Should You Use the Retailer’s ISBN or Get Your Own ISBN?

What is an ISBN? ISBN stands for International Standard Book Number and every book should have one in order for it to be identified by retailers. The minimum information required for every ISBN is the book title, author name, imprint (publisher) name, book price and country/region/language.

Let’s look at an example: 978-1-64153-269-3

  • 978 = EAN (European Article Number) prefix, either 978 or 979
  • 1 = registration group, usually country or region; in this case 1 = US
  • 64153 = imprint/publisher
  • 269 = publication; this identifies edition or format (eBook, paperback, hardback, etc.)
  • 3 = check digit, mathematically validates the ISBN

Every book edition needs its own and separate ISBN, which means you need a separate ISBN for your eBook, paperback, hardback, etc. You also need a new ISBN if you rewrite your book or publish a second edition. Most authors would therefore need at least two ISBNs: one for the eBook and one for the paperback.

Where to get an ISBN?

It depends on your country. In the US, it is Bowker (, the only official ISBN issuer. You register with them and get your own imprint/publisher name (one ISBN = $125 or buy in bulk: 10 ISBNs = $295).

In the UK you can get your ISBN from Nielson (, £89 per ISBN or £164 for 10 ISBN.

In Canada get your ISBN here, free:

In Australia from Thorpe-Bowker: (one ISBN = $44 or buy in bulk: 10 ISBN = $88)

In New Zealand, free:

If your publisher assigns the ISBN (or you purchase one from a publisher), the imprint name will be the publisher’s name and not your own name. The same applies if you use the free assigned ISBN from retailers or distributors like Amazon, Barnes & Noble, IngramSpark, D2D, etc. The imprint name will be the retailer/distributor name and not your name.

Printed Book ISBN

Many authors opt to use Amazon’s free ISBN for the printed book, but please be aware that you cannot use this ISBN anywhere else and it will show Amazon Digital Services as imprint – meaning that it can only exclusively be used with Amazon and no other retailer. Barnes & Noble uses Barnes & Noble Press as imprint if you choose their free assigned ISBN for the printed book.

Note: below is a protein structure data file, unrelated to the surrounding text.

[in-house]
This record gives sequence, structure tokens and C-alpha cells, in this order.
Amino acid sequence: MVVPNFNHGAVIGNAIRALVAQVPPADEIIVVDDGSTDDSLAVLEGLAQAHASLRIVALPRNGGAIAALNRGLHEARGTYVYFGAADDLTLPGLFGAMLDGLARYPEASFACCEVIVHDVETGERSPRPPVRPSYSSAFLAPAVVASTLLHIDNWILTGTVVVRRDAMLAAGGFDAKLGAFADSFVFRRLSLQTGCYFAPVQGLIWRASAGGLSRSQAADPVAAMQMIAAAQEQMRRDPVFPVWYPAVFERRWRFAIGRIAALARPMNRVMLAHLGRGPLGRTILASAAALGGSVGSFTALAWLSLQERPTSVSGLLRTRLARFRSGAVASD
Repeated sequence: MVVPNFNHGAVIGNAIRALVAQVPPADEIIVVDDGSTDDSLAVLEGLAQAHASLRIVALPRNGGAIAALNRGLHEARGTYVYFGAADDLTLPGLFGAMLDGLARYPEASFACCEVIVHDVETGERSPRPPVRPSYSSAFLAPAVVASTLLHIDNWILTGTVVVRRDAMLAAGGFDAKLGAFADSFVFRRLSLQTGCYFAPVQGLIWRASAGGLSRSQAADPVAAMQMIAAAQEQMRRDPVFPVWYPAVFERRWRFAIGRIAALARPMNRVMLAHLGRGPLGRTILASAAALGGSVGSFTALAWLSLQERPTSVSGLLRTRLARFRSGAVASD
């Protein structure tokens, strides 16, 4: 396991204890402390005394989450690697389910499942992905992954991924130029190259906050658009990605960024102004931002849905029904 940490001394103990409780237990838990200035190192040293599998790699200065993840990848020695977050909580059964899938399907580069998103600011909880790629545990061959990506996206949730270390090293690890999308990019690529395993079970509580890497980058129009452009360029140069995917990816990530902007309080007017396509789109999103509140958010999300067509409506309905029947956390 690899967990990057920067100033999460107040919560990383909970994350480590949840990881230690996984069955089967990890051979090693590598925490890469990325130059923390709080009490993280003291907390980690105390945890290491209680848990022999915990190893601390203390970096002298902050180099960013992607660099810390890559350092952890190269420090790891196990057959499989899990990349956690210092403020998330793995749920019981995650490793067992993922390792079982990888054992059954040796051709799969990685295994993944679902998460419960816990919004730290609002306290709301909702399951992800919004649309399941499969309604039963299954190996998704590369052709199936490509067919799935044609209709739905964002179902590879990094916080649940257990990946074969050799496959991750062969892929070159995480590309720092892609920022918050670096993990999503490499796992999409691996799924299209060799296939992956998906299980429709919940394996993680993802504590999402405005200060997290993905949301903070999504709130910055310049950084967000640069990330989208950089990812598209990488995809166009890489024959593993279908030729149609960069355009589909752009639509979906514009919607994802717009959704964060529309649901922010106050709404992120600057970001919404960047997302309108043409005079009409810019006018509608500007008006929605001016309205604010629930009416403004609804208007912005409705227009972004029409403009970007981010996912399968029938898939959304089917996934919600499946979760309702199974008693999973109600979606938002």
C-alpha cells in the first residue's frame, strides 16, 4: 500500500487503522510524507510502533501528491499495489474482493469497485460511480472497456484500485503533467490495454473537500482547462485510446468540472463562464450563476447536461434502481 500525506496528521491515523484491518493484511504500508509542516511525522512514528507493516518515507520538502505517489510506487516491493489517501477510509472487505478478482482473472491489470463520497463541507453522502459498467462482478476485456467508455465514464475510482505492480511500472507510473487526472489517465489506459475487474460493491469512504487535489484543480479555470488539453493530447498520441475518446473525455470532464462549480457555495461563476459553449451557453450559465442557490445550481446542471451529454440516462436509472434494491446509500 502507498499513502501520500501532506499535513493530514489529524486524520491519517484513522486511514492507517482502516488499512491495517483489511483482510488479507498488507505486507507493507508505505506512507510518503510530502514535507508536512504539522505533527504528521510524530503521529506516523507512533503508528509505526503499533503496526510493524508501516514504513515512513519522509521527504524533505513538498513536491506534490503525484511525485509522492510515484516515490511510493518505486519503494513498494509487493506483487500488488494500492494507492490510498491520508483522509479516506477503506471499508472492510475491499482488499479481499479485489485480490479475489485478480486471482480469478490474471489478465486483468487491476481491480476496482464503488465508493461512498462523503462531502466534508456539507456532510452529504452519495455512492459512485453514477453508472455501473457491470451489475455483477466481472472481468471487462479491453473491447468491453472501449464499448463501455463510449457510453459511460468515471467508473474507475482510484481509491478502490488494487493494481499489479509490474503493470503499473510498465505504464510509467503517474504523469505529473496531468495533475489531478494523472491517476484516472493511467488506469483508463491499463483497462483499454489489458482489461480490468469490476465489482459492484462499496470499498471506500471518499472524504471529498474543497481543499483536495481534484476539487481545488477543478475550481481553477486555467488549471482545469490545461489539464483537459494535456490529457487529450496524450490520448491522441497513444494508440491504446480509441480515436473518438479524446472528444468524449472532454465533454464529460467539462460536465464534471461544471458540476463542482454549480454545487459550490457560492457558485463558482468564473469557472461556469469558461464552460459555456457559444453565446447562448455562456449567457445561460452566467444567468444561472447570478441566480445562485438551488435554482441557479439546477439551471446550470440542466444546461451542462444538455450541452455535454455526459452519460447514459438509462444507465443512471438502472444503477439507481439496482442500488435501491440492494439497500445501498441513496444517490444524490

E-book ISBN

Many retailers require an ISBN for the e-book and they will assign a separate unique number/internal code which is NOT an ISBN. For example, Amazon assigns an ASIN. Many authors confuse this with an ISBN, which it isn’t. The ASIN is just an internal Amazon number (Amazon Standard Identification Number) that is assigned to every product on its store and has no relevance anywhere else but on Amazon and its partners.

The most common issue you may encounter

You can use the same ISBN but be careful when assigning a distributor/aggregator. Once your book (and ISBN) is linked to your distributor, it will later be almost impossible to upload yourself and difficult to use this ISBN again directly (even though it is your own ISBN). This issue mostly occurs with printed books; here’s an example:

  1. You buy your own ISBN for your paperback
  2. You upload to Amazon POD (print-on-demand) using your own ISBN
  3. You choose wide (expanded) distribution with Amazon (this means Amazon will also sell your paperback with others; e.g. list your book with Barnes & Noble, libraries, etc.)
  4. You later decide to directly upload your paperback with Barnes & Noble as well as IngramSpark or any other retailer
  5. Barnes & Noble, IngramSpark and other retailers will NOT accept your ISBN as they have this ISBN already in their system (through Amazon’s wide distribution). Canceling Amazon’s wide distribution won’t help.

How you can solve this problem…

  1. Be prepared for this and first upload to all retailers you wish to publish directly to. Upload to Amazon POD, Barnes & Noble POD, IngramSpark POD but do NOT enable any wide distribution with anyone until your book is live with all those retailers. Only then should you decide to work with a distributor (who will handle distribution to libraries, stores and other retailers).
  2. This issue does not occur with e-books, mainly because retailers do not check on e-book ISBNs or in most cases do not even require one.

How about barcodes?

Barcodes are only needed for printed books – the barcode shows the ISBN, as well as the price of the book and is placed on the back cover. The first (left) part of the barcode shows the ISBN and the second (right) part is the currency and price assignment, here’s an example where the second part of the barcode shows 51399. 

  • 5 means USD $5 and 
  • 1399 means $13.99.

If you let the retailer create the barcode you will most probably miss out on the price assignment and it will show 90000 which means currency/price unknown. This will make your book look slightly unprofessional but at the end of the day it’s not a huge deal.

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